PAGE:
Bill Richardson, who served as governor of New Mexico, and as both the U.S. ambassador to the United Nations and Energy secretary during the Clinton administration, has died at age 75.
The Richardson Center for Global Engagement, which he founded, said in a statement Saturday that he died in his sleep at his home in Chatham, Massachusetts.
Mickey Bergman, vice president of the Richardson Center, said:
Governor Richardson passed away peacefully in his sleep last night. He lived his entire life in the service of others — including both his time in government and his subsequent career helping to free people held hostage or wrongfully detained abroad. There was no person that Governor Richardson would not speak with if it held the promise of returning a person to freedom. The world has lost a champion for those held unjustly abroad and I have lost a mentor and a dear friend.
Richardson served in several roles during his time in government—and he even made a short-lived run for president in 2008:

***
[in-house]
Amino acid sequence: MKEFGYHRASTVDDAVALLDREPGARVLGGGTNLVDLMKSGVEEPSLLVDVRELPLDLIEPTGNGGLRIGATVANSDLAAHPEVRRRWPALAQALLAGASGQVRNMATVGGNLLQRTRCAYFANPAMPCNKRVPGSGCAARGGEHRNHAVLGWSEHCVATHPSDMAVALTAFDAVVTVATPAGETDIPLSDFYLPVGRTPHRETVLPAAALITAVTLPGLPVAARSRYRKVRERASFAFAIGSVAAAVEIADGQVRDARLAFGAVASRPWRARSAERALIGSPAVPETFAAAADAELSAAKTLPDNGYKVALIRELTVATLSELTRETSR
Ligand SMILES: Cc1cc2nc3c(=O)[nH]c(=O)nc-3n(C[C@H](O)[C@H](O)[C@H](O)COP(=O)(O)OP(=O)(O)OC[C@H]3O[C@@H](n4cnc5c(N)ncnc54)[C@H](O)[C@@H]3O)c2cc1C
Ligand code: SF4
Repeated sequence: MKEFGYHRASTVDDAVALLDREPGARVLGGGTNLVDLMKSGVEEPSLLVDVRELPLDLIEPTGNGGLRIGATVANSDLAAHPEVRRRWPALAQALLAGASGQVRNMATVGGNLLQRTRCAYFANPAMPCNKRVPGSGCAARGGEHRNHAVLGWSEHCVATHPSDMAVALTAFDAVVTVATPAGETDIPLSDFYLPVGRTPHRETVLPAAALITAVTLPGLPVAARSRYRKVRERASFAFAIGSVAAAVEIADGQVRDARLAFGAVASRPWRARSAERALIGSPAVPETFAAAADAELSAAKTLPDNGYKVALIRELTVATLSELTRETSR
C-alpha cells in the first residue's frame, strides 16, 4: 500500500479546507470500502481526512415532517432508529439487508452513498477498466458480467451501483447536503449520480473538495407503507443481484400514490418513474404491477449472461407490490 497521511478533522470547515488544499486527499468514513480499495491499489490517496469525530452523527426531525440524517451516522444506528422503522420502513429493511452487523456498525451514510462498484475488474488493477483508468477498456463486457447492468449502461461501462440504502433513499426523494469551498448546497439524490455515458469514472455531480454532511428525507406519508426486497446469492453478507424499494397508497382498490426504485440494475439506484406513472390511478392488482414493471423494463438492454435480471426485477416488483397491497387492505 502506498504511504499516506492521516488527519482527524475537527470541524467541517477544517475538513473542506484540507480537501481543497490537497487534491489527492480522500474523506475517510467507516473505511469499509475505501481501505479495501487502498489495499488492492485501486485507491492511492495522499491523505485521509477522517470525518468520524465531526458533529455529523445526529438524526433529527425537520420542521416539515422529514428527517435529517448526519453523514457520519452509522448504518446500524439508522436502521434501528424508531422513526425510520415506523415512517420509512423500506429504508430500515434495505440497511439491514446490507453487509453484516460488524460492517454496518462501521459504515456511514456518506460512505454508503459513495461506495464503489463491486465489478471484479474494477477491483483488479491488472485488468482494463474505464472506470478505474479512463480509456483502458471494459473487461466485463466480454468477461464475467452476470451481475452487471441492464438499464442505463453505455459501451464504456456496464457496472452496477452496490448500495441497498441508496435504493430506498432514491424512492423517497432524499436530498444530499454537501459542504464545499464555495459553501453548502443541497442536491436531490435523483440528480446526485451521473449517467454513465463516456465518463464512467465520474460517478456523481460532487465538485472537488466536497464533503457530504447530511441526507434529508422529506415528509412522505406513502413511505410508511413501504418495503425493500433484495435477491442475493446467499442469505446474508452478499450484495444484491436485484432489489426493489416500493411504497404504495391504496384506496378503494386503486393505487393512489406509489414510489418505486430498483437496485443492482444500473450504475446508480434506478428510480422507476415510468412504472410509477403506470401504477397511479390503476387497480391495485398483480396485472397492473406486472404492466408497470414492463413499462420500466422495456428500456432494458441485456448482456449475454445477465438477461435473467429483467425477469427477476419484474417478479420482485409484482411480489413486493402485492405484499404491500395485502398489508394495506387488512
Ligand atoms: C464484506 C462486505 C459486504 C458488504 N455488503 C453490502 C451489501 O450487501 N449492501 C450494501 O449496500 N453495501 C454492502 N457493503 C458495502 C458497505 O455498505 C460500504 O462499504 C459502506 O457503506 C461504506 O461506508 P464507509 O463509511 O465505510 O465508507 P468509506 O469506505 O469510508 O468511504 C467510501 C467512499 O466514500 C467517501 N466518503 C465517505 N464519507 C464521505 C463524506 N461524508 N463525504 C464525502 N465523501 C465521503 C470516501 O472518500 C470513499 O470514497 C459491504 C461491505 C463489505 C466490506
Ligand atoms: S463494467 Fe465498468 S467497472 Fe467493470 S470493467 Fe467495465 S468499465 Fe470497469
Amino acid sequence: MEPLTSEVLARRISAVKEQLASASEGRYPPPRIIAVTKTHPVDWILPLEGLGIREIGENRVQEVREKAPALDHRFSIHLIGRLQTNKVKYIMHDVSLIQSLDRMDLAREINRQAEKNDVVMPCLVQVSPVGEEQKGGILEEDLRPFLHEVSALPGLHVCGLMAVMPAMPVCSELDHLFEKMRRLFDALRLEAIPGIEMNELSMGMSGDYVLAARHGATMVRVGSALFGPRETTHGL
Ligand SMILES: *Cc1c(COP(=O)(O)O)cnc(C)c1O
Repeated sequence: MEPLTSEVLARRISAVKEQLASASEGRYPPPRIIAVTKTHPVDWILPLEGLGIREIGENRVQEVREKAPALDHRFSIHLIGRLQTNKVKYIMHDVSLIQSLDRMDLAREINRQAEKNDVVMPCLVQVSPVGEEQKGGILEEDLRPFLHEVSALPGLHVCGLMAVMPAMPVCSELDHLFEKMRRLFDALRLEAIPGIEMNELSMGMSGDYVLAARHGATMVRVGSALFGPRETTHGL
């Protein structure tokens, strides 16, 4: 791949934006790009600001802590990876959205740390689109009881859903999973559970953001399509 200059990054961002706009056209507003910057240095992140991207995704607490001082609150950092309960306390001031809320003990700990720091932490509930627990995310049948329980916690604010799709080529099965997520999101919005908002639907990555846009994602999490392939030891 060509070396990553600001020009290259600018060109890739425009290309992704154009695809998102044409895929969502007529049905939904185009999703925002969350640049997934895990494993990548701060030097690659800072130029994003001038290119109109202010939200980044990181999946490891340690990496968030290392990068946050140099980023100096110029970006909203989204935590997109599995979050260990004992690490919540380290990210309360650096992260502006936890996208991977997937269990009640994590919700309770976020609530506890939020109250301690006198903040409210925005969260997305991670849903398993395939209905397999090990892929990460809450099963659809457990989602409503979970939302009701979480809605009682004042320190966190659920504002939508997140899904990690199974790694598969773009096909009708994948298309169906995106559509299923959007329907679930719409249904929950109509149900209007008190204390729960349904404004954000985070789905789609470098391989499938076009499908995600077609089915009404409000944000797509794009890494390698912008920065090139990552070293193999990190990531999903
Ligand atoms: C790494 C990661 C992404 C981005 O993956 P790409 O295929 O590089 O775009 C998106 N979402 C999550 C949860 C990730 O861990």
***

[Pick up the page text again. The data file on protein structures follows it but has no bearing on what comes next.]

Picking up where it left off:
The son of a Mexican mother and an American father, Richardson served from 1982 to 1996 as a Democratic member of the U.S. House of Representatives, then as U.S. ambassador to the United Nations and energy secretary, both under President Bill Clinton. Richardson was elected as governor of New Mexico, serving from 2003 to 2011.
Richardson, while serving as New Mexico governor, sought the 2008 Democratic presidential nomination but dropped out after disappointing finishes in key early voting contests in New Hampshire and Iowa.
But most people are familiar with Richardson for his independent role in trying to help Americans being held by foreign (often authoritarian) governments gain release. He said during an interview on a Foreign Policy magazine podcast in 2018:
The first rule of negotiating, with me, is you’ve got to relate to your adversary personally. You have to respect them. You’ve gotta know what … makes them tick. You’ve gotta let the other side save face and find some ways that they get some credit, that they’re getting something out of the negotiation, when in effect the only thing may be praise for a humanitarian gesture.
The Richardson Center’s statement continued by pointing out that “right now our focus is on supporting his family, including his wife Barbara of over 50 years, who was with him when he passed. We will share further information as it becomes available.”